Comparison across member states was to be the means for achieving European goals. Indeed, the shift to the Open Method of Coordination (OMC) under the Lisbon Process in 2000 signaled the move by the EU into internal and cross-EU (and international) comparison as a form of governance (EUROPEAN COMMISSION, 2001EUROPEAN COMMISSION. European report on quality of school education: 16 quality indicators . Report based on the work of the Working Committee on Quality Indicators (May 2000). Luxembourg: Office for Official Publications of the European Communities , 2001.). This was the first time that the member states acting within the European Council had promoted a clear need for European education systems to converge: the continuation of previous work in the fields of lifelong learning, vocational training, and higher education was encouraged but not demanded. More importantly, the coordination of European education systems at the level of compulsory schooling was a fairly new endeavor. Throughout, Europe's role in education was clearly articulated with the broader goals of Lisbon to establish a competitive economy: indeed, education ministers were appointed with a mission to achieve the Lisbon goals for 2010. This was therefore a new policy stage for the EU, as it involved a new way of working in education and training; numbers would come simultaneously to institutionalize and legitimize this European policy space in the making.

More specifically, these data indicators and benchmarks would define the frontiers of this policy space, imbue it with values and be the source of key actor conflicts. Importantly, the contribution that different data agencies would make in this process, including toward establishing appropriate benchmarks, was taken for granted right from the start. Numerical data require a firm basis for comparison and cross-systemic analysis of the data; developing the discourses for the justification of measuring specific indicators and benchmarking would soon come to fulfil this need. According to Pépin (2006PÉPIN, L. The history of European cooperation in education and training: Europe in the making. An example . Luxembourg: European Communities, 2006., p. 196-197),

the objective was not to create new indicators in such a short time but to identify the quality-related problems which were politically most relevant for European countries, and then determine which of the existing indicators - mainly from Eurostat, the OECD, the IEA[International Association for the Evaluation of Educational Achievement] and Eurydice - could shed most light on these problems.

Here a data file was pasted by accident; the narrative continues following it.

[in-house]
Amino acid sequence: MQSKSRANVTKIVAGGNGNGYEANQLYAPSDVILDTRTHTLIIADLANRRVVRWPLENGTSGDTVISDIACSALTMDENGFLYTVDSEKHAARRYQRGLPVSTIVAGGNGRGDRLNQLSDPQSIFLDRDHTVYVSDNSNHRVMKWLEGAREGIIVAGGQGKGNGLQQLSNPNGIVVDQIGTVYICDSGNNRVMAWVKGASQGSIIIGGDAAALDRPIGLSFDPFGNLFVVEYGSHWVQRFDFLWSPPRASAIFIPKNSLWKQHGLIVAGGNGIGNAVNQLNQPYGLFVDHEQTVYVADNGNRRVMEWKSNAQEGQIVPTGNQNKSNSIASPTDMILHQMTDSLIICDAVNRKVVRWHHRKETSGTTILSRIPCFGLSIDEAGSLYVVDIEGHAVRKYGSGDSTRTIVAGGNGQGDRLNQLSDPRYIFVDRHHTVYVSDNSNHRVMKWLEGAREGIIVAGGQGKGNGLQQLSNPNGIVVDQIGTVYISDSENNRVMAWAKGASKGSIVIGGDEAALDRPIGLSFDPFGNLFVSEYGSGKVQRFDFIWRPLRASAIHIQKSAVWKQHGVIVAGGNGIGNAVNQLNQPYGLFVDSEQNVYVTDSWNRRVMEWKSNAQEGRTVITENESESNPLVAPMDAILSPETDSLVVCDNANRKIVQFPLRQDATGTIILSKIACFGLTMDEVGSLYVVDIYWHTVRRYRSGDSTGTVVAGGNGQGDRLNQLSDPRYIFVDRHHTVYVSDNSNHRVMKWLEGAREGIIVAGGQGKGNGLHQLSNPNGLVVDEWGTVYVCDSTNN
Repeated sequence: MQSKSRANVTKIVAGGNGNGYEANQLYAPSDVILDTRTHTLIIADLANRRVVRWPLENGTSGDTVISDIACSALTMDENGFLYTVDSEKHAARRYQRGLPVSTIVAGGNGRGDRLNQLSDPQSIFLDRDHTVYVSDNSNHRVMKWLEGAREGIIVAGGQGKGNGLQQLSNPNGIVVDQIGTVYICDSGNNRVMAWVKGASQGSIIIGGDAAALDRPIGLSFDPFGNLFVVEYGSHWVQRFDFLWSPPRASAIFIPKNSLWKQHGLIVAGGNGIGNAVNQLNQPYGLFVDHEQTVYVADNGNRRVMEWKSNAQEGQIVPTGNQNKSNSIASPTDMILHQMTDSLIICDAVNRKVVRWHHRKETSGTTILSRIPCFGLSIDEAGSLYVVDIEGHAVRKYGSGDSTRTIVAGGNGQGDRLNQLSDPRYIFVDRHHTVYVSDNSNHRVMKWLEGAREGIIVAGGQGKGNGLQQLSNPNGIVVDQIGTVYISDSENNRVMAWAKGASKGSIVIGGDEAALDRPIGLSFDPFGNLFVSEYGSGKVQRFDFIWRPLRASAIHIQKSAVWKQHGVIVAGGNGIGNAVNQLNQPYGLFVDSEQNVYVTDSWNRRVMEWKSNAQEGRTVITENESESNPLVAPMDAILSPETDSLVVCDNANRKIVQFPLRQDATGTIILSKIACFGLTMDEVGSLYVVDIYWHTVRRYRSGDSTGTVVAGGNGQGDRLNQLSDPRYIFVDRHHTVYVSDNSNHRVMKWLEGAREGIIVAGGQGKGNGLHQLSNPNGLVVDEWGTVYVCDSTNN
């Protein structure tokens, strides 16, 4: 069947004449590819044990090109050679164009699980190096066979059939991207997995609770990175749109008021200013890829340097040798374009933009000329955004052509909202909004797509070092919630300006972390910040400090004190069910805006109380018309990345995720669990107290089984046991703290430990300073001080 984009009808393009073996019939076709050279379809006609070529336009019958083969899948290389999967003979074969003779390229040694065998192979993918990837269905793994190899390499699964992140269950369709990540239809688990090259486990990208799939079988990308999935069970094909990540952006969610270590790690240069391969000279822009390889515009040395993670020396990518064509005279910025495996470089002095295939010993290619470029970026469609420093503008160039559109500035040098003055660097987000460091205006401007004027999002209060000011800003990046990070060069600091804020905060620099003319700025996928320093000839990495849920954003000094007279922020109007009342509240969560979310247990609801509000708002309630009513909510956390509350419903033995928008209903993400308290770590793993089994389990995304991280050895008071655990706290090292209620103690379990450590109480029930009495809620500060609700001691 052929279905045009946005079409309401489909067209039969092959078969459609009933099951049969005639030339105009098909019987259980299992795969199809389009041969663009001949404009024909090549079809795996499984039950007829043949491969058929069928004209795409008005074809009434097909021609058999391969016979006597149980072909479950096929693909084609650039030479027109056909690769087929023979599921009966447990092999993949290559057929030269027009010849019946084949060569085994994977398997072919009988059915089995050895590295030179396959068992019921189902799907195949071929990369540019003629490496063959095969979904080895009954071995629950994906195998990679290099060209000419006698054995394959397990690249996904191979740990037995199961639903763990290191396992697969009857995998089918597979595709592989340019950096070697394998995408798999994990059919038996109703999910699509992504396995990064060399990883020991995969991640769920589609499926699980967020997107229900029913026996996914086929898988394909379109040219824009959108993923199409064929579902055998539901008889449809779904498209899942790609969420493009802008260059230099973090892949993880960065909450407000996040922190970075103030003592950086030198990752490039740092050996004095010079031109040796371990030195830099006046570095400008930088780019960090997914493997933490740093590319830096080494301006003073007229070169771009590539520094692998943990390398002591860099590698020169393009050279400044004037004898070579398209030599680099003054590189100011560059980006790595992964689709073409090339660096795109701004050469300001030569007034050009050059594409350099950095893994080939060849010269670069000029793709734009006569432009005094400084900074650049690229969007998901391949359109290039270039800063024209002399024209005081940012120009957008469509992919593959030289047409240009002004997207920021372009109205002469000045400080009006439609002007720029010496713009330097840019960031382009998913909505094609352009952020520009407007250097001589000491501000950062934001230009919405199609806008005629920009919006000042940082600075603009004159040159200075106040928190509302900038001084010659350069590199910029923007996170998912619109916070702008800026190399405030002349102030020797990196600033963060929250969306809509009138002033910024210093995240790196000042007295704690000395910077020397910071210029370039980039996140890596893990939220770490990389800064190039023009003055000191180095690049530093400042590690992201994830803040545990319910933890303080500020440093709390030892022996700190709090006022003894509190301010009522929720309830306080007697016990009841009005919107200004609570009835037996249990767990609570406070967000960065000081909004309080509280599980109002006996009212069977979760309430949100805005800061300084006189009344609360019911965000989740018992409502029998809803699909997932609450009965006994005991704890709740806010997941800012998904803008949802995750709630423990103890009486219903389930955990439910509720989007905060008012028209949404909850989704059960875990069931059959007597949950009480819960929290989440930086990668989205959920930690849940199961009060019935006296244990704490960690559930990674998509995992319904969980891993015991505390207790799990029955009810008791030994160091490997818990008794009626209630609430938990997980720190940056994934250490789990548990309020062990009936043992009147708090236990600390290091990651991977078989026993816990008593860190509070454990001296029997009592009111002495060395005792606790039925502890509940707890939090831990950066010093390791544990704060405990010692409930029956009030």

Indicators were not devised from scratch, but were constituted on the basis of triangulating existing data that, at this point were deemed useful; in a sense, most of the work towards establishing a common space of comparison for European education was already in place. What was necessary now was to coordinate data, organizations, and minds toward the requirements of the new knowledge economy.

The OMC created a step change in the scale and speed of the data which the Commission now had available; it began to generate a range of new data tools and processes to govern this new area of work. Beginning with an agreement about the common objectives and key issues, the DG EAC built up an EU knowledge base through the development of a common set of indicators for quantitative benchmarking. This included the engagement of a wide range of experts and stakeholders, both through "projects" and peer reviews. Finally, the process would involve the preparation or adoption of reports and recommendations (LELIE; VANHERCKE, 2013LELIE, P.; VANHERCKE, B. Inside the social OMC's learning tools: How "benchmarking social Europe" really worked. OSE Paper Series , n. 10, 2013., p. 14-15). Indeed, from 2002 onwards, a Commission-led complex and continuing process of fixing guidelines, establishing quantitative and qualitative indicators and benchmarks, and national and regional targets, and periodic monitoring, evaluation, and peer review (organized as mutual learning processes) was set in motion (LELIE; VANHERCKE, 2013LELIE, P.; VANHERCKE, B. Inside the social OMC's learning tools: How "benchmarking social Europe" really worked. OSE Paper Series , n. 10, 2013., p. 11). National experts, acting within the various working parties, managed this production process. It is a moot point whether academic experts see themselves as policy or scientific actors in this process (GORNITZKA, 2006GORNITZKA, A. The open method of coordination as practice: A watershed in European education policy?. ARENA Working Paper OSLO, no. 16, 2006. Available at: Available at: http://www.efta.int/~/media/Documents/eea/2006)seminars/omc-140508/gornitzka. ashx . Access on: June 1st. 2016.
http://www.efta.int/~/media/Documents/ee...